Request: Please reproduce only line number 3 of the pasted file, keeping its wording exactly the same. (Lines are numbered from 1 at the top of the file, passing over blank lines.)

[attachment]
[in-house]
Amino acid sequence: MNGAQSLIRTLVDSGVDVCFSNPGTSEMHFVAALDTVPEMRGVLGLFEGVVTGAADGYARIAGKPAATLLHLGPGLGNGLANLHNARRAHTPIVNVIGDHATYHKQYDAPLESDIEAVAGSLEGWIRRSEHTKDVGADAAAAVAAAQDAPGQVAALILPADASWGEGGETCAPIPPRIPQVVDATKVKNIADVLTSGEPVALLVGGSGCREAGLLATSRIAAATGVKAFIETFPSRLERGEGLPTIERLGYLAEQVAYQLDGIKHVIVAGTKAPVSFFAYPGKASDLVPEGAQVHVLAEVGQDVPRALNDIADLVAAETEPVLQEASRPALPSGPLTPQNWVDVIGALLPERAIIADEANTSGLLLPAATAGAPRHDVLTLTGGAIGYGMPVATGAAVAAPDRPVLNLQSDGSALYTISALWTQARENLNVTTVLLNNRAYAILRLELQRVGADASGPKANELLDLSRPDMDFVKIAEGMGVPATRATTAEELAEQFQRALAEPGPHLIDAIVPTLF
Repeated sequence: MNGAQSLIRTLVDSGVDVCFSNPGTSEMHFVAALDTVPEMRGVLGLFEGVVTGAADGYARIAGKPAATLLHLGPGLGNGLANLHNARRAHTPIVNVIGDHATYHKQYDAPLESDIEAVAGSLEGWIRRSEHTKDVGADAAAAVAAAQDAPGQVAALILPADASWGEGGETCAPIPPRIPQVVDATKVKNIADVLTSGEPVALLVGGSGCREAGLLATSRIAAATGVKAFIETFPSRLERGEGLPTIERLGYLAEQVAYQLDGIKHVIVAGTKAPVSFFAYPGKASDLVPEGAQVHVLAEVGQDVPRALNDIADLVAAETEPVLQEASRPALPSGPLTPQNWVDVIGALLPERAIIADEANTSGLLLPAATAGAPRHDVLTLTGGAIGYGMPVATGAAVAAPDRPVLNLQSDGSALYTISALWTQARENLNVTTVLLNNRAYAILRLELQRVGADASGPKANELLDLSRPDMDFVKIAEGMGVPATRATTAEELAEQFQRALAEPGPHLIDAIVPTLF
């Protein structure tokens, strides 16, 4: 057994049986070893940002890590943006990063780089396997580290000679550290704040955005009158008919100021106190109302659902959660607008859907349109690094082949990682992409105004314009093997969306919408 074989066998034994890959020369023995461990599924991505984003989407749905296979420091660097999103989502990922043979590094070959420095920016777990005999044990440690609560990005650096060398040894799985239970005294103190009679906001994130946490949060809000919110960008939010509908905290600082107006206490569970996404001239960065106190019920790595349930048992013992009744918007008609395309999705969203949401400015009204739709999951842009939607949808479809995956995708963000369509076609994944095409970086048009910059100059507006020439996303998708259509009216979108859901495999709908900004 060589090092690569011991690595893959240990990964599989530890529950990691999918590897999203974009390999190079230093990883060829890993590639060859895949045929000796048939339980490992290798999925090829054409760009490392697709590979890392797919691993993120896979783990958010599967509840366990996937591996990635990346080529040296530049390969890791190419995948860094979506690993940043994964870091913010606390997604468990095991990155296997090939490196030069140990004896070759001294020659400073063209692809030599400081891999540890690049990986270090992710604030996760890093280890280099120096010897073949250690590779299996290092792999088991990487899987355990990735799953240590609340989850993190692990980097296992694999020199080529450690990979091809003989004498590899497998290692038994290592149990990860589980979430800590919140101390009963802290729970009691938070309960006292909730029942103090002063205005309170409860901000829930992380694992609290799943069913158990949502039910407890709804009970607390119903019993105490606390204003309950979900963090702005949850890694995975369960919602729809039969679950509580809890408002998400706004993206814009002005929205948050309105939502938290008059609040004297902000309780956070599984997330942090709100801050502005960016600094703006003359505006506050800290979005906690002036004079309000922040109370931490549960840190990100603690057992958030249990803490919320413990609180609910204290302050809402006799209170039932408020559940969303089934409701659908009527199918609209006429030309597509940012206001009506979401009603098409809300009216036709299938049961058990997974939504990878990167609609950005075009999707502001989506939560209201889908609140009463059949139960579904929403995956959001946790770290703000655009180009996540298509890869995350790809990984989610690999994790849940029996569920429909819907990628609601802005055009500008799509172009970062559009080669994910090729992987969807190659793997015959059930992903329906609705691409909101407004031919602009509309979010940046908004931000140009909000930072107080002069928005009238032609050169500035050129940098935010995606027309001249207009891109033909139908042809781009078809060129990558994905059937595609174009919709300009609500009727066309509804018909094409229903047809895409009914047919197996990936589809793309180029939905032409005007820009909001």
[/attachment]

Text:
Repeated sequence: MNGAQSLIRTLVDSGVDVCFSNPGTSEMHFVAALDTVPEMRGVLGLFEGVVTGAADGYARIAGKPAATLLHLGPGLGNGLANLHNARRAHTPIVNVIGDHATYHKQYDAPLESDIEAVAGSLEGWIRRSEHTKDVGADAAAAVAAAQDAPGQVAALILPADASWGEGGETCAPIPPRIPQVVDATKVKNIADVLTSGEPVALLVGGSGCREAGLLATSRIAAATGVKAFIETFPSRLERGEGLPTIERLGYLAEQVAYQLDGIKHVIVAGTKAPVSFFAYPGKASDLVPEGAQVHVLAEVGQDVPRALNDIADLVAAETEPVLQEASRPALPSGPLTPQNWVDVIGALLPERAIIADEANTSGLLLPAATAGAPRHDVLTLTGGAIGYGMPVATGAAVAAPDRPVLNLQSDGSALYTISALWTQARENLNVTTVLLNNRAYAILRLELQRVGADASGPKANELLDLSRPDMDFVKIAEGMGVPATRATTAEELAEQFQRALAEPGPHLIDAIVPTLF